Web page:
The true beauty of homeschooling may be hidden in the fact that it is not only the child who receives an education. Suddenly the parent is face to face with the boundaries presented by their own education as a youth and they must then make the choice of hiding in the shadows or redefining their own concept of education and stepping into the sun light for the benefit of those they love most.

Tobias Whitaker also blogs for Mother Earth News and Grit Magazine. You can also find him on Facebook at Seed To Harvest: Bossy Hen Homestead which is a central location for his homesteading blogs and his homeschooling blog, A Mile In Her Shoes: Tales Of A Stay-At Home Dad .  


6 thoughts on “Homeschooling, A Parents Perspective

  1. Thank you! I really needed that right now. My 14 yo. daughter has been questioning my choice to unschool her and her sister, lately, now that she is interacting with more schooled kids through different activities. Which is fine with me, that’s why I did unschool her, so she could question anything that she had concerns about. You put it perfectly in this entry. I have no regrets making the choices I did, as they have grown into amazing people and I don’t know if they would have had the opportunity to become “who they are” if they had been in public school. I believe what John Taylor Gatto says about being able to learn K-12 math in just 3 months, and I think that applies to a lot of subjects. But to learn to be yourself, that’s what I believe I have given my kids. An opportunity I never had as I was molded to be someone else by the rules and peer pressure of public schools. I have allowed my kids to learn what they want; when and how they want, throughout their lives. I have said school is always an option, though, neither has wanted to go, yet. My 14 yo. is doing an online school program, but she wanted to pursue it and does what she wants, when she wants. Fortunately, it is very laid back program, so it meets her needs perfectly. I have no regrets unschooling my kids.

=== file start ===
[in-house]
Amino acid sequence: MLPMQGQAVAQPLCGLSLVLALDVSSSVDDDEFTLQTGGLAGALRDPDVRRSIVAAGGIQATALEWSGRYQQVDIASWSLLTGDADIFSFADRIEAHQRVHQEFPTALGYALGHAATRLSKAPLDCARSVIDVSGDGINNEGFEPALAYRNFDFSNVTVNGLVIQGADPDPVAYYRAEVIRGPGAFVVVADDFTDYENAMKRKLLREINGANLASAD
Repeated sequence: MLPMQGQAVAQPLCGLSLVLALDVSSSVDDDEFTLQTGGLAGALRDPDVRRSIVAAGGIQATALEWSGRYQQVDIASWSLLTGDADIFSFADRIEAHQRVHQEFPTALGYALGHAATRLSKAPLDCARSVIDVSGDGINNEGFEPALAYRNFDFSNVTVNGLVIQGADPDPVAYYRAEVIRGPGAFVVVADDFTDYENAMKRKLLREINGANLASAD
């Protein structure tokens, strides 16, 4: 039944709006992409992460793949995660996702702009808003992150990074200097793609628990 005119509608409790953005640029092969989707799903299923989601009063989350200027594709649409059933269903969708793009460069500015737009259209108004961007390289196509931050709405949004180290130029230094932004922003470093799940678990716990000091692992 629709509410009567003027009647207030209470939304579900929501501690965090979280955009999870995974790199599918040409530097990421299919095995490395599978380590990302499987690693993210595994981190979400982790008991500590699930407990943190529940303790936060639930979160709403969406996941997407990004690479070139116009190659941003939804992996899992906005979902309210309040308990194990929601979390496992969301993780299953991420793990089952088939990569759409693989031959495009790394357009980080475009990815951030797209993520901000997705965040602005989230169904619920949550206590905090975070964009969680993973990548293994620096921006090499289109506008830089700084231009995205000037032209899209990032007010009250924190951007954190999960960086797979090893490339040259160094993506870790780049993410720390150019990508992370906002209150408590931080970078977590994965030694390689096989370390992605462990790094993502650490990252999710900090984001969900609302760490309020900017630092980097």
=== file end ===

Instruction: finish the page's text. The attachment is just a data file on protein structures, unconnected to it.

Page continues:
1. I am glad it struck a chord with you Marla. We both know it is not an easy road but there is so much potential to be found outside of brick school buildings. Your comments are appreciated, they help inspire me. Thank you for reading.

  2. I have also realized questions I’m asked about homeschooling are rarely what I hear on the surface. Most people are truly curious about what we do and how we do it, but they want to understand, for themselves, what the schools are doing and how they are doing it. Parents know the schools are not living up to their promises or duty to them and their children. Some parents are feeling guilty for leaving their children in school and want to believe that homeschooling is not really for everyone. I try very hard to dispel this myth without making anyone feel more guilt (which they shouldn’t put on themselves), anger (because we make them question their motives for leaving their children in school), or inadequate (they feel they are not smart enough).
    It’s a fine line we walk. I’m proud of my children’s accomplishments but we homeschoolers can be a bit prideful. Anyone’s children can accomplish just as much if not more given the chance to learn at their own pace and in their own way.
    As an added benefit, homeschooling is the best education I’ve had. I’m a public schooled product who really loved learning. I had no idea how much I was held back until I began homeschooling my children. I’m not the same person!